Of course, the Schalles home is no conventional affair. The main living quarters are an elevated yurt supported by reclaimed lumber and local cedar. The home is warmed by a wood-burning masonry heater, also designed by Schalles.  

“To have this been the first winter I spent in the yurt, in something I built, in the Midwestern winter, was really cool. To know that we survived, but to look at it in hindsight now that we’re past the worst of the winter and wonder, okay how do we make this more habitable for next winter.”  

It’s in hard-earned conditions like these that the seeds of utopia are sown. A solar shower, a wood-fired bathtub under the stars, a straw bale sauna—Schalles’ plans for the future are as ambitious as they are enviable.

“If you’re committed to keeping your costs low, you can afford to work a full-time job in your garden growing food,” he says. “And what more do you need? When you’ve got your shelter and food taken care of, your mind starts to go wild with these ideas.”

Like many great optimists, though, Schalles’ bright visions of the future are held against a vivid recognition of the dark places we now find ourselves in, culturally, ecologically, and architecturally. 

“We’re in this crisis right now in the way that we build things. The bottom’s going to fall out sooner or later, and hopefully it’s not detrimental when it does. Hopefully we’ve figured out enough ways to mitigate it and to do things better. Rather than just trying to engineer our way out of these problems I think that we can look toward the past to move into the future with sensible solutions.”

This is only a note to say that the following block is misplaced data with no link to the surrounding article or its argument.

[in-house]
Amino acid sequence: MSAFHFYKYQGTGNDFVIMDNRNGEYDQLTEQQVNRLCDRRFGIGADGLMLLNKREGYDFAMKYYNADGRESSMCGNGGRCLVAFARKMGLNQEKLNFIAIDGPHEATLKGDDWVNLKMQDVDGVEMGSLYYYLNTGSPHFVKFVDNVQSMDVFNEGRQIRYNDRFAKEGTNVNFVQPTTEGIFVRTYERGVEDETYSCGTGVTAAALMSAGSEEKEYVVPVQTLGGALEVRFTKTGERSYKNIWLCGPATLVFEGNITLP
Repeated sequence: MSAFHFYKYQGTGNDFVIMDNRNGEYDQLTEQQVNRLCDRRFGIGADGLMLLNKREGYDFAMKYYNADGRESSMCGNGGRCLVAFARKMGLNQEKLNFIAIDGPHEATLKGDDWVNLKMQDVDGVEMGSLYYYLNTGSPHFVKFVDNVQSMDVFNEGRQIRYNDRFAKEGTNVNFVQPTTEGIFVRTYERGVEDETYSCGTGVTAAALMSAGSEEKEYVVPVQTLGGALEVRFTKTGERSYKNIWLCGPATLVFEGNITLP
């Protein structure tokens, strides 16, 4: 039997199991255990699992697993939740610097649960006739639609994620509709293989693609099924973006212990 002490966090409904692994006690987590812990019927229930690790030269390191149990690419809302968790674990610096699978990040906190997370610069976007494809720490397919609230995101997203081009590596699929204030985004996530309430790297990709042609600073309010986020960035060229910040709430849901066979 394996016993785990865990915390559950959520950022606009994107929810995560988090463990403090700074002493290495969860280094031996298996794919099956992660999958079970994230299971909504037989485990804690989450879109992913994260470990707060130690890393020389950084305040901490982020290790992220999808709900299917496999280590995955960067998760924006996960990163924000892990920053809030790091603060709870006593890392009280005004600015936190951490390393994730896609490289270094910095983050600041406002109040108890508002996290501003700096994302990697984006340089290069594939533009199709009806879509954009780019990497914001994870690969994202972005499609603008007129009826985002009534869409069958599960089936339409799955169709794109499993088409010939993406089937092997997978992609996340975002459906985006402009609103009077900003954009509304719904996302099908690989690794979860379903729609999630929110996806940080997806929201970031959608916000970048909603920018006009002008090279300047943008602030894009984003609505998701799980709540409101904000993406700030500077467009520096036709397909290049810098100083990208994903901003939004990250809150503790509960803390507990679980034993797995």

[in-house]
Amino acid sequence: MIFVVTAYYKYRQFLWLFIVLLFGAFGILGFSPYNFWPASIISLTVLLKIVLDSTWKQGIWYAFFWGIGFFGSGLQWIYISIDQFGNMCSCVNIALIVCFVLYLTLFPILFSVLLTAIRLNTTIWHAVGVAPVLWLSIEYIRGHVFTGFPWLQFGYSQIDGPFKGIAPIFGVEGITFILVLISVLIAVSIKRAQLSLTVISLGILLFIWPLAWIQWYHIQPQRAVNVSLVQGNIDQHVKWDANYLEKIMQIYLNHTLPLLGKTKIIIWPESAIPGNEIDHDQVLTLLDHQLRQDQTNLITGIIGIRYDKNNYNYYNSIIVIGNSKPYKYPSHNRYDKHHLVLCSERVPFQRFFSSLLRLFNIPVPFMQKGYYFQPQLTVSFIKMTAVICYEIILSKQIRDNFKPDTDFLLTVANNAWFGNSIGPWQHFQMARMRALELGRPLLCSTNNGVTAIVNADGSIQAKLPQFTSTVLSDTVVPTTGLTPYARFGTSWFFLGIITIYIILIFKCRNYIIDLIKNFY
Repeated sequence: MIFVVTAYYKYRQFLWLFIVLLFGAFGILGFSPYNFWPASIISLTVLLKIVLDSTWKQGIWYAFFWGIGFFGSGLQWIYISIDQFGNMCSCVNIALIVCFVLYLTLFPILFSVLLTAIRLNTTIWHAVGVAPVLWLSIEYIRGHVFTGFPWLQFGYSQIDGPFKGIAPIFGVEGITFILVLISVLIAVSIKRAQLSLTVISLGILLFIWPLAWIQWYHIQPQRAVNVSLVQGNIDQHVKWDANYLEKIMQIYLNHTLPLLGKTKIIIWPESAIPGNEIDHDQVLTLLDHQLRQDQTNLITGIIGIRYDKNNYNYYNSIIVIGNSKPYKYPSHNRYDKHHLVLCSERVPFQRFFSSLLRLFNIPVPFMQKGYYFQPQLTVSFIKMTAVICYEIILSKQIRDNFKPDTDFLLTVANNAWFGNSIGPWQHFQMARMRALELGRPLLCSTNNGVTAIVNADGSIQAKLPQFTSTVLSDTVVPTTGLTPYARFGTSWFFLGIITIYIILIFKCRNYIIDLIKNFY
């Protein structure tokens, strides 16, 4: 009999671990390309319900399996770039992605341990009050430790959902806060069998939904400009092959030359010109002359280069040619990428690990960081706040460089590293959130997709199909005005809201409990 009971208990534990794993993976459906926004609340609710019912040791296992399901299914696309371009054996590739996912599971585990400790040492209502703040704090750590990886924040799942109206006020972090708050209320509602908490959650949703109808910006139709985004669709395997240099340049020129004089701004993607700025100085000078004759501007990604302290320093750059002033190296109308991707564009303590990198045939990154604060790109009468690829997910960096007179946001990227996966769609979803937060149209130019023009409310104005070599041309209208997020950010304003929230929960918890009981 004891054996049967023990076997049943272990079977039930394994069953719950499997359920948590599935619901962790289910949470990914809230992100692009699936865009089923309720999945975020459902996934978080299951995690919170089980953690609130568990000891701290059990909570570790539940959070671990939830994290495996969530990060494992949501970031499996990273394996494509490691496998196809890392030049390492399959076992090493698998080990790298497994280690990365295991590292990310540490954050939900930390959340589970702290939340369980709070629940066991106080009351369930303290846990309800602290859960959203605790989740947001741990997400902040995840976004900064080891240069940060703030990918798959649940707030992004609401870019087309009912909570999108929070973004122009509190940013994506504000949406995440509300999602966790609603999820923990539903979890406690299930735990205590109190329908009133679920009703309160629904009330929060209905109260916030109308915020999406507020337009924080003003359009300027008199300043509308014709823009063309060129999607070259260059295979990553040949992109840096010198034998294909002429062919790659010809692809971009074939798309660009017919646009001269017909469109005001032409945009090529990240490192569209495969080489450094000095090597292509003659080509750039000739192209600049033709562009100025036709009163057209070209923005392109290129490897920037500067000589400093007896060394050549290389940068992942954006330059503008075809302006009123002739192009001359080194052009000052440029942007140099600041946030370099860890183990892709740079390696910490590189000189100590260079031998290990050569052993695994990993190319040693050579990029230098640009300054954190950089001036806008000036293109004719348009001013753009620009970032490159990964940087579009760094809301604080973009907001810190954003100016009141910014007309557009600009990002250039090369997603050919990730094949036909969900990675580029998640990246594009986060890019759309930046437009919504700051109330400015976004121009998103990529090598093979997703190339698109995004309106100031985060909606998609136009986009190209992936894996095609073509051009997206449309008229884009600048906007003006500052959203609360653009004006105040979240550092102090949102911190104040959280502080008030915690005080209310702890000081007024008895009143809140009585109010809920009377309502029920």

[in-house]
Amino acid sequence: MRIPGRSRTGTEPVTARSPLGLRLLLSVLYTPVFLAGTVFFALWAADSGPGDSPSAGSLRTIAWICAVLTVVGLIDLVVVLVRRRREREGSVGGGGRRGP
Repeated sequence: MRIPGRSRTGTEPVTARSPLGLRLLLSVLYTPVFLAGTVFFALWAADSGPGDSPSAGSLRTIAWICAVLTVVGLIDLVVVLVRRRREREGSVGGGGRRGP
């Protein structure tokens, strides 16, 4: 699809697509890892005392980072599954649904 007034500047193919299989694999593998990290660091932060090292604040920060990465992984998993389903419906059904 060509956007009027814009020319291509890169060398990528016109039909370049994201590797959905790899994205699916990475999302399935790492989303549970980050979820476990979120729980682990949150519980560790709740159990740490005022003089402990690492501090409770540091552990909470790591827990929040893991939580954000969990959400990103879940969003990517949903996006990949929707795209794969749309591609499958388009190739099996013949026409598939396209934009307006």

It’s this recognition of the limitations of modern conventional architecture, and a sincere passion for creating structures that are at once functional, economical, and sustainable that propels Tallgrass Vernacular. 

For Schalles, these principles find their clearest expressions in fire appliances like the community oven at City Sprouts. 

“Fire was the origin of a lot of things. Probably the origin of language,” he says. “The act of us coming together around heat and a communal source of cooking our nutrients opened the door to a lot of things culturally. We’ve lost that. And putting fire appliances in central places like parks and community gardens can help bring that back.”

Learn more about Tallgrass Vernacular and its natural building and permaculture services at tallgrassvernacular.com. 

This article was printed in the July/August 2018 edition of OmahaHome. 

Such Great Heights

September 3, 2017 by
Photography by Bill Sitzmann